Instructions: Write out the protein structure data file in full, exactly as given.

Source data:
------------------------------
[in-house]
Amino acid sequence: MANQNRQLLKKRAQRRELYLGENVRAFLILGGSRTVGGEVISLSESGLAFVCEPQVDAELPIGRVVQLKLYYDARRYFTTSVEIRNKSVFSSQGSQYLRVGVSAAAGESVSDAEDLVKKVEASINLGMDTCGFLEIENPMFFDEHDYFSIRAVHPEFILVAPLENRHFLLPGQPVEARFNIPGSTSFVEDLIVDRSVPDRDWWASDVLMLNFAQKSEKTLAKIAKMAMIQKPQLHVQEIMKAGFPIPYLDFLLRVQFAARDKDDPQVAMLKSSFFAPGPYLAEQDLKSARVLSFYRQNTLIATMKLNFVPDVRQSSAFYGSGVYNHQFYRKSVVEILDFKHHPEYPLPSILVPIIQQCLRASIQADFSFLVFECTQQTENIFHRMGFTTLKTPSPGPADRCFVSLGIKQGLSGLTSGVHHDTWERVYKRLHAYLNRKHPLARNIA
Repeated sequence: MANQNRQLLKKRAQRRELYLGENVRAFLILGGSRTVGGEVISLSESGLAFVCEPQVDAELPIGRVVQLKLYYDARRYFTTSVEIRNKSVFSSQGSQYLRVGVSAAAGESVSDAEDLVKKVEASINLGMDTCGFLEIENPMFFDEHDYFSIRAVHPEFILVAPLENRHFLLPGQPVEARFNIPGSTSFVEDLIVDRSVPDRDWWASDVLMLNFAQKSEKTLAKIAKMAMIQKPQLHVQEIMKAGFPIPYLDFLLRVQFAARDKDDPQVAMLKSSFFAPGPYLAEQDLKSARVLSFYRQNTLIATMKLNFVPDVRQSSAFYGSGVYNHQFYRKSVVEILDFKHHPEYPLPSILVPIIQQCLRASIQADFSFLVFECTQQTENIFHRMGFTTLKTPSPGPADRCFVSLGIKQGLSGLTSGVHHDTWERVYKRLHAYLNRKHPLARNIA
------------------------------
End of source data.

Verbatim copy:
[in-house]
Amino acid sequence: MANQNRQLLKKRAQRRELYLGENVRAFLILGGSRTVGGEVISLSESGLAFVCEPQVDAELPIGRVVQLKLYYDARRYFTTSVEIRNKSVFSSQGSQYLRVGVSAAAGESVSDAEDLVKKVEASINLGMDTCGFLEIENPMFFDEHDYFSIRAVHPEFILVAPLENRHFLLPGQPVEARFNIPGSTSFVEDLIVDRSVPDRDWWASDVLMLNFAQKSEKTLAKIAKMAMIQKPQLHVQEIMKAGFPIPYLDFLLRVQFAARDKDDPQVAMLKSSFFAPGPYLAEQDLKSARVLSFYRQNTLIATMKLNFVPDVRQSSAFYGSGVYNHQFYRKSVVEILDFKHHPEYPLPSILVPIIQQCLRASIQADFSFLVFECTQQTENIFHRMGFTTLKTPSPGPADRCFVSLGIKQGLSGLTSGVHHDTWERVYKRLHAYLNRKHPLARNIA
Repeated sequence: MANQNRQLLKKRAQRRELYLGENVRAFLILGGSRTVGGEVISLSESGLAFVCEPQVDAELPIGRVVQLKLYYDARRYFTTSVEIRNKSVFSSQGSQYLRVGVSAAAGESVSDAEDLVKKVEASINLGMDTCGFLEIENPMFFDEHDYFSIRAVHPEFILVAPLENRHFLLPGQPVEARFNIPGSTSFVEDLIVDRSVPDRDWWASDVLMLNFAQKSEKTLAKIAKMAMIQKPQLHVQEIMKAGFPIPYLDFLLRVQFAARDKDDPQVAMLKSSFFAPGPYLAEQDLKSARVLSFYRQNTLIATMKLNFVPDVRQSSAFYGSGVYNHQFYRKSVVEILDFKHHPEYPLPSILVPIIQQCLRASIQADFSFLVFECTQQTENIFHRMGFTTLKTPSPGPADRCFVSLGIKQGLSGLTSGVHHDTWERVYKRLHAYLNRKHPLARNIA